Beautiful Gardens. Unique Plants and Wildlife. Discover it all this spring in Almost Heaven

Spring is quickly approaching in the Mountain State, and vibrant colors are making their way back to iconic Almost Heaven landscapes. With warmer weather in the air, it’s the perfect opportunity for you to get a glimpse at some of the famous flora (and, if you’re lucky, fauna) found within Almost Heaven. Plan a trip to some of these iconic locations and enjoy some of the best spring sights West Virginia has to offer.

Core Arboretum

Nestled in Morgantown, the Core Arboretum is full of 91 acres  of old-growth forest and more than three and a half miles of walking trails. The Core Arboretum is the perfect place to get your fill of spring growth in Mountaineer Country. There are several hundred different species of native West Virginian trees, as well as many other species of shrubs and plants throughout the arboretum. Some of the trees within the area are believed to be more than 200 years old. Take stroll along the Monongahela River and see first-hand some of the flora that is older than West Virginia’s statehood.

Ritter Park Rose Garden

One of the most beloved locations in Huntington is the Rose Garden at Ritter Park. The garden, which features more than 3,000 roses, has been voted one of the country’s best rose gardens on several occasions. They’re typically in full-bloom from late-May to mid-June. Take a stroll through the vibrant garden and then hike one of the many trails in Ritter Park for great views of historic downtown Huntington.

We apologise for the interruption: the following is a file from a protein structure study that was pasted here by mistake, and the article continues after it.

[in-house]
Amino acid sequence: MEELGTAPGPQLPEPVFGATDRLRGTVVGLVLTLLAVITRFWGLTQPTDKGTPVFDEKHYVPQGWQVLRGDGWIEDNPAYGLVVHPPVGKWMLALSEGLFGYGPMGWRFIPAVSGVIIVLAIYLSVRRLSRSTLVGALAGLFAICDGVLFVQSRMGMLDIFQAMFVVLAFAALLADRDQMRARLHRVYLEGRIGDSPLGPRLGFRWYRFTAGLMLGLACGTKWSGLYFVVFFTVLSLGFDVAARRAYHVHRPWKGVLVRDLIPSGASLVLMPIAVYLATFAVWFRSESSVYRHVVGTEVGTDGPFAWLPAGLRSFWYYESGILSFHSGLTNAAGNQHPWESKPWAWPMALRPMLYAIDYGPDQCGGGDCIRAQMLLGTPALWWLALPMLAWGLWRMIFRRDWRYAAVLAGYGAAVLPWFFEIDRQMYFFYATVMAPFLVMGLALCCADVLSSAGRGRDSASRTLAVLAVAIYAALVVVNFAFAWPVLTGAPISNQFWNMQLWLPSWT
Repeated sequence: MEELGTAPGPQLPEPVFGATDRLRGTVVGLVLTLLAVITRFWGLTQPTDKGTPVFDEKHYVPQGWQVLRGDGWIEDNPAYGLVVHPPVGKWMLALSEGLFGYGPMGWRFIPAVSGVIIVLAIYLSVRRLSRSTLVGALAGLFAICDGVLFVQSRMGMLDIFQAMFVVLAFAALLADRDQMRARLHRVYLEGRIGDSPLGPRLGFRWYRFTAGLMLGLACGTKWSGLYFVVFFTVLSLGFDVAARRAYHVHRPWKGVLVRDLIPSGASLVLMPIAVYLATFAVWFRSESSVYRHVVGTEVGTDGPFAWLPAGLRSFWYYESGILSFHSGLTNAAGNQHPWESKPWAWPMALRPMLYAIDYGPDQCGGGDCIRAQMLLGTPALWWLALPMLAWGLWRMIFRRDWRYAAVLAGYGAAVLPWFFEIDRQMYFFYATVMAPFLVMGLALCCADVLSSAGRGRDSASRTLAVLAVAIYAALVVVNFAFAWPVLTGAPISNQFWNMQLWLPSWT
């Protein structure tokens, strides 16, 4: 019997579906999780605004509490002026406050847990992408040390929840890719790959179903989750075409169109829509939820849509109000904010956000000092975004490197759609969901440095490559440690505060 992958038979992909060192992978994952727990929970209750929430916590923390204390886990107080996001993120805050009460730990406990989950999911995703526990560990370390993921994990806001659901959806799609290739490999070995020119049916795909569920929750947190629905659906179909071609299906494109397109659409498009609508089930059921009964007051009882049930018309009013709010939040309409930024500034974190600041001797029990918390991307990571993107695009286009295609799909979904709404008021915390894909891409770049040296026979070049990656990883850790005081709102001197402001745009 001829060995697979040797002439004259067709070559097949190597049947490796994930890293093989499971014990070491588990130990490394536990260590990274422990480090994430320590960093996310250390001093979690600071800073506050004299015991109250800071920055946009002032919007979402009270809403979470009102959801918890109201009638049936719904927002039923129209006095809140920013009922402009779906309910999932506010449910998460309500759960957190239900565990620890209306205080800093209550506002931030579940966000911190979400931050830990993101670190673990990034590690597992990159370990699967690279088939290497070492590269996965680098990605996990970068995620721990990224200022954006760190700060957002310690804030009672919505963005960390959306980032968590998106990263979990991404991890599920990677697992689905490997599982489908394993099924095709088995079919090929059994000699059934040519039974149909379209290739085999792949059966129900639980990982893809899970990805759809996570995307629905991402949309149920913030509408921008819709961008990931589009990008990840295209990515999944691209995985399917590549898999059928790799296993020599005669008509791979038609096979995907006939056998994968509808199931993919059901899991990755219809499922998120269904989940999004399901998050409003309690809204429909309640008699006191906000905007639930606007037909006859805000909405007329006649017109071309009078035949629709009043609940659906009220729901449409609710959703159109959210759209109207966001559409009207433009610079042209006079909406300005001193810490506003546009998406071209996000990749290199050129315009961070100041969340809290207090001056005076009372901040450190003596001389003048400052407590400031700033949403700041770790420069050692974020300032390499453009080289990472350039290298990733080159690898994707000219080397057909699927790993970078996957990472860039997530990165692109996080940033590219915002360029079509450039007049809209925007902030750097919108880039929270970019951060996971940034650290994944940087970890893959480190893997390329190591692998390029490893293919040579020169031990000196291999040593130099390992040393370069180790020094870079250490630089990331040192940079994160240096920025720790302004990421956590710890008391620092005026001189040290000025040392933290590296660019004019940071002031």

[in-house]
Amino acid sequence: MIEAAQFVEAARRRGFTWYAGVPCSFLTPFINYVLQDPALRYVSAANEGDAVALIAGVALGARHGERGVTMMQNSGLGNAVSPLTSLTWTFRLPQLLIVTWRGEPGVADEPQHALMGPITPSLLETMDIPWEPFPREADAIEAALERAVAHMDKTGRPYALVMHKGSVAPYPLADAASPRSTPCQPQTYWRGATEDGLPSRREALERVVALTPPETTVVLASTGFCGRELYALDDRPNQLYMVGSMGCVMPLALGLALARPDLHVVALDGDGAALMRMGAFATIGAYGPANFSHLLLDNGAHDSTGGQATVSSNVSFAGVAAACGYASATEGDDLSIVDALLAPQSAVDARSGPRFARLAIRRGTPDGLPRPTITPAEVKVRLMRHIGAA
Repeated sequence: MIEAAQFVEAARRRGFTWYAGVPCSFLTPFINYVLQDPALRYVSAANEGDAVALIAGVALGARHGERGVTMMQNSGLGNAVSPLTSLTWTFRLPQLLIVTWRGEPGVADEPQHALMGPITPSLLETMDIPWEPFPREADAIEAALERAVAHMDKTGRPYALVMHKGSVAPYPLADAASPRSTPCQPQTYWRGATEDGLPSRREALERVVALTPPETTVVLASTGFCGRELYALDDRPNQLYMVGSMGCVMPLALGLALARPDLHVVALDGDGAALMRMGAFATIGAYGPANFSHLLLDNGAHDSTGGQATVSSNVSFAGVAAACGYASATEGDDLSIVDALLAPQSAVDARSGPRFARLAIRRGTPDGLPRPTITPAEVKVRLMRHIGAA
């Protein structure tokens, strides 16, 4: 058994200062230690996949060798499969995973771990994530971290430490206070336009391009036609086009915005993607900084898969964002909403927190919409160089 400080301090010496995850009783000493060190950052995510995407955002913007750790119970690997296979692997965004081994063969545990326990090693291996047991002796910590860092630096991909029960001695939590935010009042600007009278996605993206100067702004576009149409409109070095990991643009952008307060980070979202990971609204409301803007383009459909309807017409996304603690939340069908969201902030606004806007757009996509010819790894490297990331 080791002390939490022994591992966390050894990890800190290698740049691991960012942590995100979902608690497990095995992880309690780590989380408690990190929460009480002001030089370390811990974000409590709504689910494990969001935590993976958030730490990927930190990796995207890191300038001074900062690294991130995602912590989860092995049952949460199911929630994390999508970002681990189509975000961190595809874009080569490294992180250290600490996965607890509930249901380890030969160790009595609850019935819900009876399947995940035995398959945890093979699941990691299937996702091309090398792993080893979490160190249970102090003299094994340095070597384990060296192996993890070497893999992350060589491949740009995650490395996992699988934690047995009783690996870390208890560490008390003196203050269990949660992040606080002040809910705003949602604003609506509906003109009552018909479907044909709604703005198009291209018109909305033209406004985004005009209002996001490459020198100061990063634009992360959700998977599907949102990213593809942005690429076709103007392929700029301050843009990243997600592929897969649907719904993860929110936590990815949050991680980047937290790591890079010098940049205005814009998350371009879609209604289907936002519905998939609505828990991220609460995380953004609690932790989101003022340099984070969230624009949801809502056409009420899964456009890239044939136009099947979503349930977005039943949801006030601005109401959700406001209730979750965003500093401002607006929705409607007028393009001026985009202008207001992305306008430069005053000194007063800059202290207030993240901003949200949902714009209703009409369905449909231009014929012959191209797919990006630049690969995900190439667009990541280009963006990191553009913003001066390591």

Cranberry Glades

The Cranberry Glades, otherwise known as the Glades, can be found in the heart of Pocahontas County. The Glades consist of five different bogs that contain plant life typically found much more north in Canada and other higher-elevation locations. Because of this, the Glades are the southernmost home to much of the plant life found within. The Glades feature a boardwalk that runs a half of a mile alongside one of the bogs as well as a hiking trail that will lead you around several others. Along the way, you also may see many types of birds and deer, as well as beavers and black bears. The Glades were designated as a National Natural Landmark in 1974, and if you’d like to learn more about the history of the area, you can visit the nearby Cranberry Mountain Nature Center.

West Virginia truly is wild and wonderful, and you can experience every bit of it this spring. Take a stroll through some of the most beautiful gardens and forests the state has to offer and discover Almost Heaven for yourself.

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This post was last updated on February 28, 2019